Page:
SEO · Social Media

Attention Traditional Companies: Stop Trying!

For the past couple of weeks, I’ve been hesitant on writing this article because I felt that I might end up feeding the ranting mill, but to save you from all the twitching and wincing, I felt that a simple statement will drive my point:

“Traditional companies/marketers should stop trying. Period.”

Trying to go online that is.

Don’t get me wrong, I’m not discouraging traditional businesses from going digital. Though my opinion is that they should stop trying to be and start be-ing (digital).

As good old Albert Einstein could have said it, [traditional companies and their marketing people] should try not to be a [business] of success, but a [business]  of value.

In this article, I have no intention of thoroughly dissecting and discussing traditional business sense and conventional marketing methods–that’s a whole different story. Instead, I’d like for this article to serve as a springboard for discussion and learning on why many traditional companies fail to execute successfully online, and how we, as web marketers can help them bridge the gap.

Why am I writing this again?

My frustration, and apparently my inspiration, for this post is coming from traditional businesses and marketers who are both arrogant and reluctant about widening their periphery and understanding. They don’t realize that they fall short, that their egotism is causing them to cling on nothing more but mere tradigital practices, and that at the same time, they make themselves easy prey for faux digital agencies.

Let’s be honest, who’s not sick and tired of half-baked, lack-luster attempts to transition on the web? If that’s the case, just drop everything and save everybody the time and tension. Why even bother pulling together a team of “web experts” only to trample on their expertise at the end of the day?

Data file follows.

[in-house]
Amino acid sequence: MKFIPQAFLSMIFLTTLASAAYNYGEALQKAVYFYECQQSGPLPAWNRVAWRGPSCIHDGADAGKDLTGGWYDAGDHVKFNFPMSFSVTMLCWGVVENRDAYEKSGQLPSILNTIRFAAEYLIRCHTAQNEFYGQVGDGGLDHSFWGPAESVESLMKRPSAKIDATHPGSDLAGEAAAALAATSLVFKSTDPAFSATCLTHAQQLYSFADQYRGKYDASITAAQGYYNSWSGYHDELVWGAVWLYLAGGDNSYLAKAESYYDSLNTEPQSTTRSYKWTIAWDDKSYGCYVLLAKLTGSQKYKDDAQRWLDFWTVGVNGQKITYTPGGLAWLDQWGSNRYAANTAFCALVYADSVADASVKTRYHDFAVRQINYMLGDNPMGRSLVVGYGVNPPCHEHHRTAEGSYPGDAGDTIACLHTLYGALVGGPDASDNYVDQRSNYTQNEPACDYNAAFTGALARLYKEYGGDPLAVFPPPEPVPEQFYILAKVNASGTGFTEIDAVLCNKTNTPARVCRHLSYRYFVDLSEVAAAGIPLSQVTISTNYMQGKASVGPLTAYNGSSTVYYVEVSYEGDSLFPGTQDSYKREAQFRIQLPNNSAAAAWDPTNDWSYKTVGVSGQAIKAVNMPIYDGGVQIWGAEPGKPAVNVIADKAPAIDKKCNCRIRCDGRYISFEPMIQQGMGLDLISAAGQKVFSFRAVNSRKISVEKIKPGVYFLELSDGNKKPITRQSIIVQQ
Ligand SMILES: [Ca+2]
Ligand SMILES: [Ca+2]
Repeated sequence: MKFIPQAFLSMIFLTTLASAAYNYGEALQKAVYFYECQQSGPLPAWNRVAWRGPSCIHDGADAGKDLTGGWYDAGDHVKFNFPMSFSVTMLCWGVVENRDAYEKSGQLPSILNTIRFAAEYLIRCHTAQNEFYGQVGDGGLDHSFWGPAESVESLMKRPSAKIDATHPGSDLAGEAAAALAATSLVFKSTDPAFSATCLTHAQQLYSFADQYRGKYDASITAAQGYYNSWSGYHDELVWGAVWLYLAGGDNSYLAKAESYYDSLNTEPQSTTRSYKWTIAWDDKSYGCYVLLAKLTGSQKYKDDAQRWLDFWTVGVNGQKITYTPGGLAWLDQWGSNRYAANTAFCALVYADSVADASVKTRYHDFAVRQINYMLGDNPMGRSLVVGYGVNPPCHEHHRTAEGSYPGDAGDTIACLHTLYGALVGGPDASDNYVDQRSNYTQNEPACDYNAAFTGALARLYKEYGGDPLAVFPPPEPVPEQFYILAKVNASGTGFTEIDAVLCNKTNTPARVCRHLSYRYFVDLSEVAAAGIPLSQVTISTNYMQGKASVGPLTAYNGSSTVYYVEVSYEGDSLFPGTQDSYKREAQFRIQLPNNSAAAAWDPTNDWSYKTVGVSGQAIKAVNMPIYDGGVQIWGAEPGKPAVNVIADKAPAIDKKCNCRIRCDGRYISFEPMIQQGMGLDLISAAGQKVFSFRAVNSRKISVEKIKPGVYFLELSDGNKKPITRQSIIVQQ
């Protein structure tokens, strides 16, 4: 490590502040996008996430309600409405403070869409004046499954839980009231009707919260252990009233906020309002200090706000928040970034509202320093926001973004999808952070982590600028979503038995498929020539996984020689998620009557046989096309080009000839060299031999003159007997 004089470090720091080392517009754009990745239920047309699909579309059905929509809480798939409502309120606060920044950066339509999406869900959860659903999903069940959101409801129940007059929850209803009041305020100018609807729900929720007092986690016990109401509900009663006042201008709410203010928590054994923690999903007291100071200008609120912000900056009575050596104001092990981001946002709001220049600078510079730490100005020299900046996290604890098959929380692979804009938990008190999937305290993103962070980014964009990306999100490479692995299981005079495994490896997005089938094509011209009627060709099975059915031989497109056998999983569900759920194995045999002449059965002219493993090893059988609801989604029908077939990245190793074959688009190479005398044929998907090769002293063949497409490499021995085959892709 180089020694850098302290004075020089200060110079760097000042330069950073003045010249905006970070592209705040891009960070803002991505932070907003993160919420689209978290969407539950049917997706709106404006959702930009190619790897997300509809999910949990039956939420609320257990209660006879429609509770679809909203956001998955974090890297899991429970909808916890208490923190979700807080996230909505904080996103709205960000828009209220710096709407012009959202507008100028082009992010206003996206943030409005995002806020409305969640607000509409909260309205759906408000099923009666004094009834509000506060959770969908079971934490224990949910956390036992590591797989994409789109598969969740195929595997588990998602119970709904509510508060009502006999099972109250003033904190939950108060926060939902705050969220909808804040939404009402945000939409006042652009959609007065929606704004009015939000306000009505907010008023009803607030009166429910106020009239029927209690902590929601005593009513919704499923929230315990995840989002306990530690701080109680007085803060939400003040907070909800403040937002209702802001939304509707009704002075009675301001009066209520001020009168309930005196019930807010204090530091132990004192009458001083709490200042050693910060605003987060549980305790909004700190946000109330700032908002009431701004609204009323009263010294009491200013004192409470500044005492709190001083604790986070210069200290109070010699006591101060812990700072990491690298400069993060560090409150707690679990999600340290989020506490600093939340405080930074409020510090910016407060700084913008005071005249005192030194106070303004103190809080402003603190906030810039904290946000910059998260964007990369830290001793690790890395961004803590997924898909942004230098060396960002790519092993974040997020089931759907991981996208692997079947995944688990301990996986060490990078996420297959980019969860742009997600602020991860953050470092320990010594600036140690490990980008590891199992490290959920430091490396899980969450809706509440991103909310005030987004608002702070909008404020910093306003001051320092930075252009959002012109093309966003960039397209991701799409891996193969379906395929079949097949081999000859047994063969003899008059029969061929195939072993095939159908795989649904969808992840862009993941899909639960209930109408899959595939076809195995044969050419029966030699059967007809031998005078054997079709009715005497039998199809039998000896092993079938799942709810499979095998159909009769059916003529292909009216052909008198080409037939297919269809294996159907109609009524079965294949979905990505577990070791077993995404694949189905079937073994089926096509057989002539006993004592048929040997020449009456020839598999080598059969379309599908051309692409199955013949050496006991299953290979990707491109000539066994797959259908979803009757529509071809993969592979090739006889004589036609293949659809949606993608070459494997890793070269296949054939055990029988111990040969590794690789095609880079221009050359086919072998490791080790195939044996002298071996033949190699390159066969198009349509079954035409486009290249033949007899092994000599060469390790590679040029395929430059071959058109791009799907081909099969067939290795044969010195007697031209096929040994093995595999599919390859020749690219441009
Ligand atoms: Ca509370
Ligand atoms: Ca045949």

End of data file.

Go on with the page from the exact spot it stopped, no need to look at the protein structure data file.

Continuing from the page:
There’s no need to make up excuses to mask the mindset that “Pfft! I’ve built my business with my bare hands! My brick and mortar strategies worked just fine 50 years ago!”

If you work in/with a traditional company who’s trying, not even striving, then you know what I’m talking about.

“…it seems these days like everyone is chasing after the ‘low-hanging fruit’…People need to stop looking for easy answers and start committing to their businesses and learning from their customers.” – Dr. Pete Meyers

3 Mindsets that Need to Change

1. Business Goals v.s. User Experience

If I build. They will come. –Oh please! Not again!

Business objectives (primarily monetization schemes) usually trample on User Experience.  A lot of traditional companies and marketers are guilty of this because they perceive that the Internet and/or their digital properties are but real estate for promotional material. They don’t see that as much as their products and services are brands that cater to their customers, so as their digital presence.

The thinking that the website is inexhaustible real estate should die. The website is a brand, a window, an avenue, where your business and your customers interact. Having said that, User Experience is important and it needs to be studied and implemented carefully. Businesses should realize that it’s not that different when they want their products and services to leave a lasting impression on their customers–the website is an extension of their brand.